Monday, 2 March 2015


For some time I had wanted to try out the trail of La Sperlonga, historically one of the main routes linking Castellammare to Vico Equense before the coastal road was built and said to be part of the ancient Via Minerva which went all the way to the tip of the Sorrento Peninsula to Punta Campanella.

The path starts off to the side of the cemetery near the church of San Francesco, which is well out of the centre of Vico Equense and a lot higher up. There is a little bus that goes there (infrequently), or if you are driving, the road is one of those narrow, winding affairs where you will probably end up having to reverse several times to let the locals pass.
However once you get there, the walk is really relaxing. You cannot miss the path since there is a fairly new sign declaring “La Sperlonga Ecopasseggiata". There is nothing steep, either up or down, which makes a change for these parts. There are no sheer drops.The surface varies from paved to stony to beaten earth. It really is a piece of cake and you can enjoy the views and the vegetation without worrying too much about where to put your feet.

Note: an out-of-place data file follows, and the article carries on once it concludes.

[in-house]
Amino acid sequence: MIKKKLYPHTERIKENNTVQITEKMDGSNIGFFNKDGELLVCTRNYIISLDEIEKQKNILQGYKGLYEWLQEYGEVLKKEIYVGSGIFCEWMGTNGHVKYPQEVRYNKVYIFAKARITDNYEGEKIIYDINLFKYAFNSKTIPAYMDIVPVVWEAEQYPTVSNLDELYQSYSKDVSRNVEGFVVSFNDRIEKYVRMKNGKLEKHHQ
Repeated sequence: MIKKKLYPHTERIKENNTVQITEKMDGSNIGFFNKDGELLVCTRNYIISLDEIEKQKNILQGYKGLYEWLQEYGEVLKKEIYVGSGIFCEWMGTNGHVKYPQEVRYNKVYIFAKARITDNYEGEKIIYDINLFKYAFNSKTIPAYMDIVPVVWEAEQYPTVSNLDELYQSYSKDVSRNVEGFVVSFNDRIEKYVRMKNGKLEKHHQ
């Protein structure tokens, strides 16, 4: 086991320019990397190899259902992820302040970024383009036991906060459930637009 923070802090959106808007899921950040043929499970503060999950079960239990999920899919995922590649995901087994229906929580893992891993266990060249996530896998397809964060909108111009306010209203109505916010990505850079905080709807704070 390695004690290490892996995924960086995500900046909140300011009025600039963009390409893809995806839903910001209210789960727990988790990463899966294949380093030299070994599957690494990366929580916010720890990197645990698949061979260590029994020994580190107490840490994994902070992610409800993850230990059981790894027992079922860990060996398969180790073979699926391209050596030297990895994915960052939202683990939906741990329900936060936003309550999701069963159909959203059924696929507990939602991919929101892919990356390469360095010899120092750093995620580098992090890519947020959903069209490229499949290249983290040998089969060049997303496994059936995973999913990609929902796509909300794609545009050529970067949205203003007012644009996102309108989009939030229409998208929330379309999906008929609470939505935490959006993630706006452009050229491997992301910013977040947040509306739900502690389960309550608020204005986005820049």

After a while you come to the spring of the Sperlonga. This used to be an important and strategic point of refreshment both for travelers and for animals, the water always clear and cool, coming down from the heights of Faito. Today it was in full flow, fed by the abundant rain we have had recently.
The path continues, winding around the hillside. Admittedly we did not follow it all the way to Pozzano (near Castellammare) since we had heard of a landslide that blocks the path at some point along the way.
So we limited ourselves to ambling past the incredibly well-tended olive groves, enjoying the first flowers of the impending spring, including a solitary almond tree in full blossom, until the path became a lot narrower and the surface not quite so good and we turned back. 
It was interesting to see the views from this side of the peninsula, used as I am to the Amalfi Coast or the area around Massa Lubrense. In one direction we had the Bay of Naples, Vesuvius ever present, be it  with its head in the clouds, the sea as calm as calm, the white sails of a regatta dotted here and there on its glassy surface. In the opposite direction we could see the steep cliffs bearing the towns of Vico Equense and beyond it Seiano. You could just about make out the tip of Capri peeping over the headland. Nearer to us, clinging to the hillside, the distinctive red of the church of San Francesco. A pity about the incredibly ugly monastery attached to it. 
To complete our morning, once back at the cemetery we walked up the road to the church and on to the viewpoint. There were some rather horrendous religious artifacts up there, but the flowers were lovely and the views magnificent.

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